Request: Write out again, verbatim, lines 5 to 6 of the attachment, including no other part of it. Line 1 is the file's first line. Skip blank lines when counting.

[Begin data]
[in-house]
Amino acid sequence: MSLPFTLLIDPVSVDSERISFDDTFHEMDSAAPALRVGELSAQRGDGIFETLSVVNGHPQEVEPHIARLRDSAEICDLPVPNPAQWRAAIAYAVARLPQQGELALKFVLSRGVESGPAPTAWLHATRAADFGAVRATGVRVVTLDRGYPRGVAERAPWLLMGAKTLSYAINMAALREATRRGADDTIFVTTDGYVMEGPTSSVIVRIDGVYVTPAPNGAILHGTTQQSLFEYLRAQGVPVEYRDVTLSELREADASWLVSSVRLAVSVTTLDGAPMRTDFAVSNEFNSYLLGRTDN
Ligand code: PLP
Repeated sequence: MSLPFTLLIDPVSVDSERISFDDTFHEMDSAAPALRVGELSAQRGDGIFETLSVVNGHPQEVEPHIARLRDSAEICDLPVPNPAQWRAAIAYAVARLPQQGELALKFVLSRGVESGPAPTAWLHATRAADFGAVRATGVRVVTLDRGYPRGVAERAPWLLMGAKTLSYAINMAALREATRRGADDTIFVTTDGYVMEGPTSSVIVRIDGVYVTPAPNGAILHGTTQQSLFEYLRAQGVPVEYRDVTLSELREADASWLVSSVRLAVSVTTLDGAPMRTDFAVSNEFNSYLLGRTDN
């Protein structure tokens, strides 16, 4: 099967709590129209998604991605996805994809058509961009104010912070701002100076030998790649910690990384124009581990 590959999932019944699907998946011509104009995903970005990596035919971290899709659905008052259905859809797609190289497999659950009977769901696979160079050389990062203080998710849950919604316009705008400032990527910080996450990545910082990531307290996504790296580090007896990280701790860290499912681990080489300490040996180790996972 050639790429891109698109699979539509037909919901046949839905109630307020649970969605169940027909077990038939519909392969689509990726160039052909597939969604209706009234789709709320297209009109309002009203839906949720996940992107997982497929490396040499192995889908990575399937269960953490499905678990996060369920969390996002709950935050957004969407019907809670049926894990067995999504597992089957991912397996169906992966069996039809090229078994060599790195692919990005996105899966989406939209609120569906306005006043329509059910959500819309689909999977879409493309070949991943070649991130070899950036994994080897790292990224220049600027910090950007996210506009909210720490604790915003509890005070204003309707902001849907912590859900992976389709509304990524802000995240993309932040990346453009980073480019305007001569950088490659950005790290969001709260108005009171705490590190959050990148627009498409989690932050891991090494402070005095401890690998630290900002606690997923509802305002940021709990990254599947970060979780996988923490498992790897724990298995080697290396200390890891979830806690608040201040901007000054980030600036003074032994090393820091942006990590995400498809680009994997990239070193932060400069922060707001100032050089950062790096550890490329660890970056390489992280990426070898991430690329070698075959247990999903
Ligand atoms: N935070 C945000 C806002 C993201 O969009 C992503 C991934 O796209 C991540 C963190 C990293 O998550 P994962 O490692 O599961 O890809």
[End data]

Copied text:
């Protein structure tokens, strides 16, 4: 099967709590129209998604991605996805994809058509961009104010912070701002100076030998790649910690990384124009581990 590959999932019944699907998946011509104009995903970005990596035919971290899709659905008052259905859809797609190289497999659950009977769901696979160079050389990062203080998710849950919604316009705008400032990527910080996450990545910082990531307290996504790296580090007896990280701790860290499912681990080489300490040996180790996972 050639790429891109698109699979539509037909919901046949839905109630307020649970969605169940027909077990038939519909392969689509990726160039052909597939969604209706009234789709709320297209009109309002009203839906949720996940992107997982497929490396040499192995889908990575399937269960953490499905678990996060369920969390996002709950935050957004969407019907809670049926894990067995999504597992089957991912397996169906992966069996039809090229078994060599790195692919990005996105899966989406939209609120569906306005006043329509059910959500819309689909999977879409493309070949991943070649991130070899950036994994080897790292990224220049600027910090950007996210506009909210720490604790915003509890005070204003309707902001849907912590859900992976389709509304990524802000995240993309932040990346453009980073480019305007001569950088490659950005790290969001709260108005009171705490590190959050990148627009498409989690932050891991090494402070005095401890690998630290900002606690997923509802305002940021709990990254599947970060979780996988923490498992790897724990298995080697290396200390890891979830806690608040201040901007000054980030600036003074032994090393820091942006990590995400498809680009994997990239070193932060400069922060707001100032050089950062790096550890490329660890970056390489992280990426070898991430690329070698075959247990999903
Ligand atoms: N935070 C945000 C806002 C993201 O969009 C992503 C991934 O796209 C991540 C963190 C990293 O998550 P994962 O490692 O599961 O890809």